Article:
Hidden Dependencies in Open Source Systems


This section contains several examples of hidden dependencies we found in 3 open source systems:  Drawlets 2.0, Apache FtpServer 1.0.3, and JUnit 4.4. The examples are taken from our ICSM 2010 paper.  

If you have encountered a problem due to a hidden dependency while programming, we will appreciate if you could share it with us.

Hidden Dependency in Drawlets 2.0

The HD exists between the method initialize() of the class SimplePanel and the method paint(Graphics c) of the class JDrawingCanvasComponent. The method initialize encodes the style of the canvas on which the figures will be drawn. The style determines the contour color of the figures, the background color, and so forth.

The style values are encoded in the class variable style of another class SimpleDrawingCanvas that also contains method paint(Graphics c). This method passes the data from the variable style into the parameter c. The method paint(Graphics c) of the class JDrawingCanvasComponent uses the values encoded in the formal parameter c to paint the background of the canvas and the contours of all the figures. Consequently, both methods share the concept “contour color”.

An IECA relation exists between these two methods. The full implication that establishes PHD between methods initialize and paint(Graphics c) is (toolPalette ≠ NULL) AND (toolbar ≠ NULL) AND (canvas ≠ NULL) IMPLIES (canvas ≠ NULL).

Consider the following change request: “Do not draw the contour for ellipse, but keep the contours for all other figures”. The change starts in the class SimplePanel in the method initialize, setting the contour color to be the same as the background color of the canvas that makes the contour of the ellipses invisible. However, the change implemented in this way impacts all the figures, making their contours also invisible. The change propagates to the method paint(Graphics c) where the contour color of the figures different from ellipse is changed back to a visible color. Therefore, the relation between the two methods is a HD.



Hidden Dependency in Apache FtpServer 1.0.3

In Apache FtpServer, the tool revealed a PHD between the constructor of the IODataConnectionFactory class and the method execute of the class AUTH (Fig. 2). IODataConnectionFactory creates a connection that allows the data to be transferred on the FTP server. The user can opt for a secure data transfer using a secure protocol, which by default is SSL (Secure Socket Layer). Once the connection is established, the user can be authenticated on the server. During authentication, the execute method is called. The method expects one of the following connection types: not secure, SSL or TLS (Transport Layer Security).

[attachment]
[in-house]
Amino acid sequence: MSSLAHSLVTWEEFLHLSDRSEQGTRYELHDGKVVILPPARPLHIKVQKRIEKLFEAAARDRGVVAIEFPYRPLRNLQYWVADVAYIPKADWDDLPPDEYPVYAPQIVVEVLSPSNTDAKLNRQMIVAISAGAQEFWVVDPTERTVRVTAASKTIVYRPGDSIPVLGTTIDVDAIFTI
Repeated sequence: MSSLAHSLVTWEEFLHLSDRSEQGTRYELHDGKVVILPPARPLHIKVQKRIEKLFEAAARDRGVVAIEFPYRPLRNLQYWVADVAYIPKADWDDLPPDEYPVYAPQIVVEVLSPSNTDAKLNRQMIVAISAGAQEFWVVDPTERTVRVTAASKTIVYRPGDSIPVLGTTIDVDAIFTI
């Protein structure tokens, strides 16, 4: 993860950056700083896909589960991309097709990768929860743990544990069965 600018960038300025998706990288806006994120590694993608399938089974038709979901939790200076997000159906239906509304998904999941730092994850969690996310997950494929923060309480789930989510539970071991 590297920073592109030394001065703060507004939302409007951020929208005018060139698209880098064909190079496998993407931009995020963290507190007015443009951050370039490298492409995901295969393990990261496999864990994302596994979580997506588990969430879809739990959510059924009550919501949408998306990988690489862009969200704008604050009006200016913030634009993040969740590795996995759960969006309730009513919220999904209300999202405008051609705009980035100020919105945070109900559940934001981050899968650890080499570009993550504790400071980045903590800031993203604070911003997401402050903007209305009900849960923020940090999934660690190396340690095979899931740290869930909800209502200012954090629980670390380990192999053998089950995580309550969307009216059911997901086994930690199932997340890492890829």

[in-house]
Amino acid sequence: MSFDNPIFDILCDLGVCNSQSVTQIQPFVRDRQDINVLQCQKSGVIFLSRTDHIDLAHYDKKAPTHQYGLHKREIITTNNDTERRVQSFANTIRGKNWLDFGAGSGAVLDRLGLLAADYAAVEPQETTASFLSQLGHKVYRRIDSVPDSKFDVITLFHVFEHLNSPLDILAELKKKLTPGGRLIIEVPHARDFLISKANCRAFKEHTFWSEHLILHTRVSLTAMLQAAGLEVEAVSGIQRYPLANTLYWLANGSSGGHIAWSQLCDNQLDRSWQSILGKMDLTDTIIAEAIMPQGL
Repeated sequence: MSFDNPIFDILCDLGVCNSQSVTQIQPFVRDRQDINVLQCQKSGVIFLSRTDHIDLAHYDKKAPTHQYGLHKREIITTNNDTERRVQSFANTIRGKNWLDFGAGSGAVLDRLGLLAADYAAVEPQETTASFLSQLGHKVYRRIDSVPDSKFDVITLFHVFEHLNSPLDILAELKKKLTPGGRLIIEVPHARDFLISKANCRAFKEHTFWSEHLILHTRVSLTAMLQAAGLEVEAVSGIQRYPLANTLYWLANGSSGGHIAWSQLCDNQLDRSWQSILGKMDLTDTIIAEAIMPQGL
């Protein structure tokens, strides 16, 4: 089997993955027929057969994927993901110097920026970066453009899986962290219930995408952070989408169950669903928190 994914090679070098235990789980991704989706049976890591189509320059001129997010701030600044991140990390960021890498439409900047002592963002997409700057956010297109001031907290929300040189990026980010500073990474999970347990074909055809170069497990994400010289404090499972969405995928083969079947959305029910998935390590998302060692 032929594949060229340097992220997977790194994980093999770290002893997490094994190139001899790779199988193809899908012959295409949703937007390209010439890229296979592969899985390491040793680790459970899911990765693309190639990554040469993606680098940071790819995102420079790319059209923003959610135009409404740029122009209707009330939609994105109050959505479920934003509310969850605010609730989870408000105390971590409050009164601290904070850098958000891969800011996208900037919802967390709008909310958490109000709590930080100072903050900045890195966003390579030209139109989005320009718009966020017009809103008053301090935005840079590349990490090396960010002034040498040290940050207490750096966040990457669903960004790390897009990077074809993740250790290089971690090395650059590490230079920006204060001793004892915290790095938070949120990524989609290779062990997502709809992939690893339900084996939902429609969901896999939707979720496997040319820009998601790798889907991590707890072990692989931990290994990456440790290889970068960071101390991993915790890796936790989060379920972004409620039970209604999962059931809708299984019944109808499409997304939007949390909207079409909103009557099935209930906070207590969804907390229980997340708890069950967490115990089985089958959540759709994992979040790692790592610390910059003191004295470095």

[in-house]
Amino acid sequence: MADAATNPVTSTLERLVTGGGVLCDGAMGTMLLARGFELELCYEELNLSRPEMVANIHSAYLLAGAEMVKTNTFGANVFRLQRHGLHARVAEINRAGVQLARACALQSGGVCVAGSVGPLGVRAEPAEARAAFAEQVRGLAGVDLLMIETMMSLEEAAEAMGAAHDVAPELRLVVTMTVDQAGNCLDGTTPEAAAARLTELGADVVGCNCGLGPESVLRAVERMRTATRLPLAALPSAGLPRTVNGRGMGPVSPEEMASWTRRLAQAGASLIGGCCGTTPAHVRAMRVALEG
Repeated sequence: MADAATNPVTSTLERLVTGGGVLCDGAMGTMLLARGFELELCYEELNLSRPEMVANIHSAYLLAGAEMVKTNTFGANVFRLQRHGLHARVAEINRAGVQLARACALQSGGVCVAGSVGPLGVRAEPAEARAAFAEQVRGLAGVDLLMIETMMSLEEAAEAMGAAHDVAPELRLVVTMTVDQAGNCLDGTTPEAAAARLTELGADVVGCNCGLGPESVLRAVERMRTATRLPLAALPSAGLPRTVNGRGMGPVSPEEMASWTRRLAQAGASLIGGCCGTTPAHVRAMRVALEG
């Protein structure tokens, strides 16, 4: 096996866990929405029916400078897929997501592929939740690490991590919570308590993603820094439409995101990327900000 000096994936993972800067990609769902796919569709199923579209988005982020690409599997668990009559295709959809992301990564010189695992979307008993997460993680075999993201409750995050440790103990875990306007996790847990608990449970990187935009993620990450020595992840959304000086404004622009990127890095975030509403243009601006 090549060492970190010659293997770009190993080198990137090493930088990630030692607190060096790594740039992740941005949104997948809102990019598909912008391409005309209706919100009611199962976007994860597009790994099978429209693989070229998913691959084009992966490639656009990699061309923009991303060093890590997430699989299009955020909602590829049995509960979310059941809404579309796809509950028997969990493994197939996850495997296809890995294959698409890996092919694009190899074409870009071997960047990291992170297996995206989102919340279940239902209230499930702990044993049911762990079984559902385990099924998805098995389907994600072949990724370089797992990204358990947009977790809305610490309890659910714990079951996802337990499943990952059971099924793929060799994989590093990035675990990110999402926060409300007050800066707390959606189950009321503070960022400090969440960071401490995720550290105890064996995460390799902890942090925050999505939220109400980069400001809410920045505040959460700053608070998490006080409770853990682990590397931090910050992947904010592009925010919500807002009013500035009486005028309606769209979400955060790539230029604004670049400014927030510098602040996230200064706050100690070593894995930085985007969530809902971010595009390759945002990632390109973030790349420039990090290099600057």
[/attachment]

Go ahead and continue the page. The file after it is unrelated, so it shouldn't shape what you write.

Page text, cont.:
Consider that a new secure protocol (NSP) is developed and the following change request is formulated: “Allow the user to use NSP instead of SSL as a default protocol”. The change starts in IODataConnectionFactory where the default secure protocol is changed to NSP. Next, the change propagates to execute where a new condition is added for the NSP protocol. Both methods have to be changed since they are both implementing the protocol concept; therefore, a HD exists between them.


Hidden Dependency in JUnit 4.4

In JUnit the methods getDescription() of the class CompositeRunner, and the method getTestHeader() of the class Failure belong to the PHD set, as depicted in Fig. 3. The method getDescription() creates an object of type Description and encodes the name of the test case in it. A Description object represents a test case or a test suite. The test case is then executed, and if it fails, its name is printed to the standard output. The name is decoded by the method getTestHeader() of the class Failure.

The methods share the “test case” concept. The class variable fChildren is an array with elements of type Description that represents a tree that stores the information about test cases of the test suite. The Description class contains additional class variables. For example, the name of a test case is stored in the string fDisplayName, while the class variable EMPTY of type Description represents a test suite with no test cases. We describe the postcondition and precondition of the two methods in Table III, where we used boldface to indicate the significant precondition conjunct.

Consider the following change request: “When a test fails, display the names of the test suites that the test belongs to”. The change starts in the method getTestHeader of the class Failure. The information about the parent of the test case is already displayed, but the names of the other test suites in the hierarchy are not available in the fDrescription object. Consequently, we change the method getDescription so that the complete name in the suite hierarchy is preserved in a new class variable of the class Description. We change the method getTestHeader to read the information in this variable and include the complete name in the returned string. The change propagates between the two methods; therefore, we can conclude that the pair (getDescription, getTestHeader) is a HD.



©Radu Vanciu & Vąclav Rajlich